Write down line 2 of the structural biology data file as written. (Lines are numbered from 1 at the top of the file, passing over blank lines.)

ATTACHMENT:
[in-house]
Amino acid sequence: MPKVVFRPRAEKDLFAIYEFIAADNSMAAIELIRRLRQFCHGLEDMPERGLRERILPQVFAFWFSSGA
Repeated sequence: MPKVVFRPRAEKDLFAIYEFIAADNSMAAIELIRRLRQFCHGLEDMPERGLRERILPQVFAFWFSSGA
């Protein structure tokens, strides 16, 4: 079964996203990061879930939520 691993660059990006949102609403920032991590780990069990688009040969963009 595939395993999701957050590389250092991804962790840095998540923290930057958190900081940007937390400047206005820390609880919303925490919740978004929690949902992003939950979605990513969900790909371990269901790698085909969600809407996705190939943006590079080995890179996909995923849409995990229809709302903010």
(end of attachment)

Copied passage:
Amino acid sequence: MPKVVFRPRAEKDLFAIYEFIAADNSMAAIELIRRLRQFCHGLEDMPERGLRERILPQVFAFWFSSGA